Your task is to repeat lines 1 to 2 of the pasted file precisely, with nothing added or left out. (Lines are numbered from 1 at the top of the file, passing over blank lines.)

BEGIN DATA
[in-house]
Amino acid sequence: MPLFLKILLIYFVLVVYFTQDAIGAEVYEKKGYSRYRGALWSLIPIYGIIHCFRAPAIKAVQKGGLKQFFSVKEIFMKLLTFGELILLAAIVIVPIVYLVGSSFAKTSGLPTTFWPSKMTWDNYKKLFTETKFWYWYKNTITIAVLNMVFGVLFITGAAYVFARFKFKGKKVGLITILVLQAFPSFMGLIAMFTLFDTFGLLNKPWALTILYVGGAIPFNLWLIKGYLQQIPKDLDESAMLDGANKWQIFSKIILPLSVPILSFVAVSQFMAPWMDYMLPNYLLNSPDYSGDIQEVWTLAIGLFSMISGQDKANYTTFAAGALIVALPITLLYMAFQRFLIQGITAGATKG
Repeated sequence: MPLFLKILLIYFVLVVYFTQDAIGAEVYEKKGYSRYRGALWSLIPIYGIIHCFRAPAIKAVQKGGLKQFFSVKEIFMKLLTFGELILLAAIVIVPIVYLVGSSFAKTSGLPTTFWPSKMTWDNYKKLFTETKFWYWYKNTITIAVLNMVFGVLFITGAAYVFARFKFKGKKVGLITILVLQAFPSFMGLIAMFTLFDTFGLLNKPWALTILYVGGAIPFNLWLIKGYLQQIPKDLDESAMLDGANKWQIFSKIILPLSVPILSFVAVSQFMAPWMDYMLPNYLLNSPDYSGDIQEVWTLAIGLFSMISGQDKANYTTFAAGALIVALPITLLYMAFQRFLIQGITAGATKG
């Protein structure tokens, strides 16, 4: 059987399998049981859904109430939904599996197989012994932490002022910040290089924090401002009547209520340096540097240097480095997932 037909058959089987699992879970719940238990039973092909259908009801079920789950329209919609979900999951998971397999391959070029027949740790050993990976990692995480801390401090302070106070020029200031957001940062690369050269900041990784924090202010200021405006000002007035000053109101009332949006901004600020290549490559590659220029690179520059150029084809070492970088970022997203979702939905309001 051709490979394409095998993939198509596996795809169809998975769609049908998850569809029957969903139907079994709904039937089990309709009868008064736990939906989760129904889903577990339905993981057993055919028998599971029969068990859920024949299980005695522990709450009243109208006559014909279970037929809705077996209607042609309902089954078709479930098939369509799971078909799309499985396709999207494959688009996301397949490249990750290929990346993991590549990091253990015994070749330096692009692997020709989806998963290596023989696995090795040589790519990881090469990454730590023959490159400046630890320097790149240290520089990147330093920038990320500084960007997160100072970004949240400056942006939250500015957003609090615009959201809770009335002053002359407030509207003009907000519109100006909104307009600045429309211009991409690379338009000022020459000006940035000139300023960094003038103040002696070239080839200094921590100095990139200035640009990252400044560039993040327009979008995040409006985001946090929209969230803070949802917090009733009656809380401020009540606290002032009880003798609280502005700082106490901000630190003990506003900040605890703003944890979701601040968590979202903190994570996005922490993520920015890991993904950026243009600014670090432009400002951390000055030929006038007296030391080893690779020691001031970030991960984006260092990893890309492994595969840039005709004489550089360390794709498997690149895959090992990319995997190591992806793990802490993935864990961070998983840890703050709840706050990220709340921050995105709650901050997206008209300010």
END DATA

[in-house]
Amino acid sequence: MPLFLKILLIYFVLVVYFTQDAIGAEVYEKKGYSRYRGALWSLIPIYGIIHCFRAPAIKAVQKGGLKQFFSVKEIFMKLLTFGELILLAAIVIVPIVYLVGSSFAKTSGLPTTFWPSKMTWDNYKKLFTETKFWYWYKNTITIAVLNMVFGVLFITGAAYVFARFKFKGKKVGLITILVLQAFPSFMGLIAMFTLFDTFGLLNKPWALTILYVGGAIPFNLWLIKGYLQQIPKDLDESAMLDGANKWQIFSKIILPLSVPILSFVAVSQFMAPWMDYMLPNYLLNSPDYSGDIQEVWTLAIGLFSMISGQDKANYTTFAAGALIVALPITLLYMAFQRFLIQGITAGATKG